Major League Baseball today announced the 30 winners of the 2013 Honorary Bat Girl Contest that recognizes baseball fans who have been affected by breast cancer and demonstrate a commitment to eradicating the disease. The winner of the Honorary Bat Girl Contest for the Detroit Tigers is Tracie Kania, who will be recognized in a pregame ceremony this Sunday, May 12th.
Tracie Kania was diagnosed with IIIB inflammatory breast cancer at the age of 32. She endured 27 grueling weeks of chemotherapy, which included 33 radiation sessions. She had very supportive family and friends that helped her get through the difficult process and will proudly be a five-year breast cancer survivor in October. She is committed to helping find a cure for breast cancer and is now a representative for the Race for the Cure benefitting Komen for a Cure, a fundraiser for The American Cancer Society's Relay for Life and a participant in Bras for a Cause supporting Gilda's Club of Metro Detroit. The Tigers will provide Tracie with complimentary game tickets for her and her family on Sunday, recognize her, along with other breast cancer survivors, during an on-field, pregame ceremony and provide her the opportunity to throw the ceremonial first pitch. Tracie will also receive a special Honorary Bat Girl jersey, a Rawlings pink stitched baseball, a certificate of recognition signed by Commissioner Selig along with other breast health awareness items.
Fans across the country shared inspirational stories that provide hope and motivation in the fight against breast cancer, as well as the reasons they or their nominees should represent their favorite team. The 30 Honorary Bat Girl winners were selected by fan votes on HonoraryBatGirl.com along with feedback from a Guest Judging Panel that included CC Sabathia of the New York Yankees, Matt Kemp of the Los Angeles Dodgers, Andrew McCutchen of the Pittsburgh Pirates, Alex Gordon of the Kansas City Royals, Maria Menounos of Extra TV and Sam Ryan, MLB Network host and reporter.
Louisville Slugger, the official bat of MLB, will introduce a new design element to their iconic pink bats that are used by hundreds of players throughout the League on Mother's Day. The hot pink color was introduced in 2012 and this year, it will include the new Louisville Slugger logo, which changed on MLB's Opening Day, marking the bat maker's first logo change in 33 years and only the second significant change in its 129 years in professional baseball. Louisville Slugger and MLB first introduced the pink bat program on Mother's Day in 2006. Fans can obtain their own personalized pink bat by going to going to shop.mlb.com or sluggergifts.com. Game-used Louisville Slugger pink bats from Mother's Day games will be auctioned exclusively on MLB.com to raise funds for the fight against breast cancer.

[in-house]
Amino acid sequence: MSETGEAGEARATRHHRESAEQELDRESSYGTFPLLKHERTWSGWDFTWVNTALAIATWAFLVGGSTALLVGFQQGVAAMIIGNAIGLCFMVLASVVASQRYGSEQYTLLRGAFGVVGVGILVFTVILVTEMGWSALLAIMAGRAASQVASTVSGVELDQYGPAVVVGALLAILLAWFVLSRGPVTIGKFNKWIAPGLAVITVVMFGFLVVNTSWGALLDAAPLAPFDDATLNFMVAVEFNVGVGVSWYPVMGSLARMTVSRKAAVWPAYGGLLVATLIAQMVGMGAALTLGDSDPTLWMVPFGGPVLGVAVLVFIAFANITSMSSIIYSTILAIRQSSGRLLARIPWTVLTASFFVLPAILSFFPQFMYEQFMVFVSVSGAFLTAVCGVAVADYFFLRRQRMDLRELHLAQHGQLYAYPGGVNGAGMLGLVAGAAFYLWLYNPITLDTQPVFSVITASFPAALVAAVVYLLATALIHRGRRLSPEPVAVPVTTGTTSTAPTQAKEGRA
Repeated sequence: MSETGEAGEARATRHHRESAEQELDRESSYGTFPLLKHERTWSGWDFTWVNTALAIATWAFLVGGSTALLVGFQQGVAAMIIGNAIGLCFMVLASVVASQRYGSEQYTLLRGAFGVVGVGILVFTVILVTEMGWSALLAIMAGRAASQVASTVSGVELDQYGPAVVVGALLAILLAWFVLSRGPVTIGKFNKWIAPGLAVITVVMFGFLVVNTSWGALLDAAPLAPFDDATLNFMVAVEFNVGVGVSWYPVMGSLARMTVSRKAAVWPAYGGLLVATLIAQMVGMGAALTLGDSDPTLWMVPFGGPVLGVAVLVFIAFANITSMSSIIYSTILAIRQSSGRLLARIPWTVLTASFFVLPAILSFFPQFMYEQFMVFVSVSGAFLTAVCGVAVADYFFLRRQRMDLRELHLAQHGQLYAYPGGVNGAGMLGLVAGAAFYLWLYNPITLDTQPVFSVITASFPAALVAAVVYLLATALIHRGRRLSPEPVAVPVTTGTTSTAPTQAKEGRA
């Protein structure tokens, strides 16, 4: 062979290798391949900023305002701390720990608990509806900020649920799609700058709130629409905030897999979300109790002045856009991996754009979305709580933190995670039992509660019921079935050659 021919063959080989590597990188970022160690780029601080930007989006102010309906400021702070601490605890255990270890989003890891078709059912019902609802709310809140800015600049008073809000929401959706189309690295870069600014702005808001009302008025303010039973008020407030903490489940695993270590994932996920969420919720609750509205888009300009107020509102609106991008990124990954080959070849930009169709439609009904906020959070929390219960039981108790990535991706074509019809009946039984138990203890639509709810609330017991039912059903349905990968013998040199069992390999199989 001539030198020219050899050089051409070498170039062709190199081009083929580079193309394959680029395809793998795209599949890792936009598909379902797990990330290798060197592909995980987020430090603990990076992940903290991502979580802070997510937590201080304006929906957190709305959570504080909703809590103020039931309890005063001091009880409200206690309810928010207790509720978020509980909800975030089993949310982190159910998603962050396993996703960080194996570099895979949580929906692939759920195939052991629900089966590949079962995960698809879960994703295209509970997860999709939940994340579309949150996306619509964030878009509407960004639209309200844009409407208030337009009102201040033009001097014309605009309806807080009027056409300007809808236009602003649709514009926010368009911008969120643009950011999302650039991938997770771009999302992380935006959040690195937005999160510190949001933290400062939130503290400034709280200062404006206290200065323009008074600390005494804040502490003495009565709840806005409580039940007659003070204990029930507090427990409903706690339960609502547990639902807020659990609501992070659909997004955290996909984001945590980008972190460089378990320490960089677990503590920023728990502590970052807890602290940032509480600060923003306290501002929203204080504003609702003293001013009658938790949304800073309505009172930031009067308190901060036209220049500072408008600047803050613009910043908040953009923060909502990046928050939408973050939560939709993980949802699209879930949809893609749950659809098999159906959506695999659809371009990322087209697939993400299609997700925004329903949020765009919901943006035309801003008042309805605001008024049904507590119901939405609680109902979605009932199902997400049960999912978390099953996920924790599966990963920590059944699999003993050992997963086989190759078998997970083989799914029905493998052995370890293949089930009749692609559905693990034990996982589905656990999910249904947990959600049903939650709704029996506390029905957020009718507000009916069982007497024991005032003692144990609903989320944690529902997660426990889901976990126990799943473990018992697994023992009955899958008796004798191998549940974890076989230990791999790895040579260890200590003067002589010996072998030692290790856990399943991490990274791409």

To further demonstrate their support for the breast cancer cause, players and on-field personnel will wear the symbolic pink ribbon on their uniforms along with pink wrist bands. Commemorative base jewels and dugout lineup cards will also be pink.
The Honorary Bat Girl program was introduced in 2009 to raise additional awareness and support for the annual "Going to Bat Against Breast Cancer" initiative celebrated on Mother's Day. In four years, over 4,000 testimonials have been submitted and more than 10 million fan votes have been cast. Going to Bat Against Breast Cancer is a Major League Baseball initiative supported by its charitable partners Stand Up to Cancer, a charitable program of the Entertainment Industry Foundation, and Susan G. Komen for the Cure. This initiative has set out to raise awareness about the breast cancer cause and funds to support life saving breast cancer research.